The Los Angeles Department of Water and Power (DWP) recently began a pilot feed-in tariff (FiT) program, allowing commercial property owners to sell energy captured with solar panels back to the DWP. This is a second attempt based on an earlier net-metering program which included residential properties. The previous program frustrated customers and produced little return due to processing delays and poor customer service.

Commercial warehouses and multifamily buildings qualify for FiT if they have:

  • at least a 30-kilowatt capacity; and
  • an approved solar energy system.

The pilot program presently allows 30-50 participants, though the program is hoped to expand in the future.

Owners apply to the program and may sign a contract for up to 20 years with the DWP. The maximum amount the DWP will pay its participants is 30 cents per kilowatt hour. (It takes a 100-watt light bulb 10 hours to consume one kilowatt hour.)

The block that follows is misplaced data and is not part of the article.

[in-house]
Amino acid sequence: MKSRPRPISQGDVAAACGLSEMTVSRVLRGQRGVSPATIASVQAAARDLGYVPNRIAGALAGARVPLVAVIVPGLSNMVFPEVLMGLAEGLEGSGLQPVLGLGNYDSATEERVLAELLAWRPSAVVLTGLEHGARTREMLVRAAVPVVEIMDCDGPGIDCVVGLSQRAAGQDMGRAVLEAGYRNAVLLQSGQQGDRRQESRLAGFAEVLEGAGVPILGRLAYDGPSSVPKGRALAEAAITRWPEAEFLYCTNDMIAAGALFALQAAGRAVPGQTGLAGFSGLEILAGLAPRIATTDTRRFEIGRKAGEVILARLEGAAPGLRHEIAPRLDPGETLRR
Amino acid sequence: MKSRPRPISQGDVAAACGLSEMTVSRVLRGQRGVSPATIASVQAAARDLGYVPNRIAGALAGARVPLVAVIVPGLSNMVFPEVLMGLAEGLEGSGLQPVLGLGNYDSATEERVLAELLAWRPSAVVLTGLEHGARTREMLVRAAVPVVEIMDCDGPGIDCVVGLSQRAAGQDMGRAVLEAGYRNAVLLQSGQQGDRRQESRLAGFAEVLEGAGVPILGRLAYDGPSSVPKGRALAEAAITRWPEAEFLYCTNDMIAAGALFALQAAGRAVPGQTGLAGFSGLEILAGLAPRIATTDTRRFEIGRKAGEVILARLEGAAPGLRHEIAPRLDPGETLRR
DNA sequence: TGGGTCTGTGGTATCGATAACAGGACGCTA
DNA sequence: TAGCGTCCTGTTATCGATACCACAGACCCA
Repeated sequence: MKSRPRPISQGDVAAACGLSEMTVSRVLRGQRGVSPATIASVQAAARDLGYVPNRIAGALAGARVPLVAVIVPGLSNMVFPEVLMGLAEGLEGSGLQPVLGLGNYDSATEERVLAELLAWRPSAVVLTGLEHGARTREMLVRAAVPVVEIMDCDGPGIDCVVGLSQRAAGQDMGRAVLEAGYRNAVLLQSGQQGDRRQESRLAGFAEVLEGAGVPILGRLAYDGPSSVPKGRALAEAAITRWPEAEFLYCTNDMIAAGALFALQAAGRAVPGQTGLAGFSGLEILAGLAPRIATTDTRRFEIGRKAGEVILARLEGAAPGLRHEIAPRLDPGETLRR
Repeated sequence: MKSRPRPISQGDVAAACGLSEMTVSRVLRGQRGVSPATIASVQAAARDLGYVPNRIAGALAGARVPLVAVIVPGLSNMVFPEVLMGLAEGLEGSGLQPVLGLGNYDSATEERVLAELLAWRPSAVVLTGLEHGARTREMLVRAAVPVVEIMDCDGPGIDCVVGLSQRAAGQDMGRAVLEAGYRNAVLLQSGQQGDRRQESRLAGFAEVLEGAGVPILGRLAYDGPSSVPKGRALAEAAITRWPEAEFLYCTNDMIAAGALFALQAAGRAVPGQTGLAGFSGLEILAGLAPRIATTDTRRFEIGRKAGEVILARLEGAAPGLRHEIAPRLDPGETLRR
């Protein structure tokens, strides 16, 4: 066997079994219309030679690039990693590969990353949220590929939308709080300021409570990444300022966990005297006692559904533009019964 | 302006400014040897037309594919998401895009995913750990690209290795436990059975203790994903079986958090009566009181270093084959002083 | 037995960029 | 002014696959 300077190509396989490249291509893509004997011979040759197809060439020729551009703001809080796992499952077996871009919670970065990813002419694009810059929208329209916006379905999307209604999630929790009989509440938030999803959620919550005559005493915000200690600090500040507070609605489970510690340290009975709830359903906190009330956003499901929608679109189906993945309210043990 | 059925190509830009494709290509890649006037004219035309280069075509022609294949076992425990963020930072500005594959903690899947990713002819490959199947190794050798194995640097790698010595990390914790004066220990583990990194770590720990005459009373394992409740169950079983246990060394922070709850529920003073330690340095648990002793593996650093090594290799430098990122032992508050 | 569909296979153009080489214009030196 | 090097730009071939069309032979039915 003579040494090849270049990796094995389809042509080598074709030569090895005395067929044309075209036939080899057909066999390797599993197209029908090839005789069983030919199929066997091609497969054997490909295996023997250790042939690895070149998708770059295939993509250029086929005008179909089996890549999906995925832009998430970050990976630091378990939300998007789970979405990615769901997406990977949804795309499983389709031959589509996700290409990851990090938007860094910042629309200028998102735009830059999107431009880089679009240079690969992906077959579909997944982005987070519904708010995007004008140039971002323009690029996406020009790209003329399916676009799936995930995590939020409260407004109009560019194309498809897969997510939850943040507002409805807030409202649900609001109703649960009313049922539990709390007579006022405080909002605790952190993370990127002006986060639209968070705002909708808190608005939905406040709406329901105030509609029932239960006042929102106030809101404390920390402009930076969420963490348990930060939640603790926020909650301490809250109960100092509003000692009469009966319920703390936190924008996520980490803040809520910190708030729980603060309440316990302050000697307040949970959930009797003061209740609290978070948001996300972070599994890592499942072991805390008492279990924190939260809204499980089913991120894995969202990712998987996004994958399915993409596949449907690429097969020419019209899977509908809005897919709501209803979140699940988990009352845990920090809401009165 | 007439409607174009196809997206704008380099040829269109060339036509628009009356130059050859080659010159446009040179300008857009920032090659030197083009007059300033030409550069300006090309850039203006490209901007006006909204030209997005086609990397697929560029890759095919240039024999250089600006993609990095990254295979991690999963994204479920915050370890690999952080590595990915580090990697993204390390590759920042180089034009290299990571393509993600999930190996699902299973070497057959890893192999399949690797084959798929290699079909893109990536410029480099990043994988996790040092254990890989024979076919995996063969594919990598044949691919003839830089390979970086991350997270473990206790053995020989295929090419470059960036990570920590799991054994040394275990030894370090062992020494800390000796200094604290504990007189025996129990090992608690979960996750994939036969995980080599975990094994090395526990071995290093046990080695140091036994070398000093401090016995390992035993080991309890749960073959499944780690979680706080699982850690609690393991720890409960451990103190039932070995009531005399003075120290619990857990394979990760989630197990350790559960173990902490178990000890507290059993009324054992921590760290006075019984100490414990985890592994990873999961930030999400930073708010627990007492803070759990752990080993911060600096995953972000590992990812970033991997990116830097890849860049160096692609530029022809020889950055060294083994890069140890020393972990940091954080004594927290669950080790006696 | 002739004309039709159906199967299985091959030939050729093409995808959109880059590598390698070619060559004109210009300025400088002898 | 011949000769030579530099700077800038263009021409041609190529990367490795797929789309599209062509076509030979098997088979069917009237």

FiT officials claim the program has the potential to create thousands of California jobs needed to install and service the solar systems. If successful, the program plans to expand over the next four years, creating 4,500 jobs by 2016.

first tuesday take

FiT offers a forward-looking glance to where commercial properties are headed.

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A tip: If a commercial property has vacancies, encourage the owner to install energy efficiency improvements now. Take the down time as an opportunity to make the property more financially attractive to users. The space will be more appealing to users since utilities bills will be less. Renovations and updates to an empty building do not interfere with possession, and will add rental value to the premises.

Government programs offer incentives in the form of subsidies for commercial and residential buildings to install solar panels.  Loan programs are available to finance solar projects, including Property Assessed Clean Energy (PACE), providing low-cost, 20-year property improvement loans paid annually with the property tax bill. Thus, if an owner sells the property before the loan terms are fulfilled, the loan may be taken over by the buyer as existing financing which does not need to be prepaid.

Commercial brokers and agents: To see if you or commercial property owners you represent qualify for this or other financing programs, visit the California Energy Commission’s website on solar initiatives.

Re: Solar power producers hesitate to embrace new DWP program from the Los Angeles Times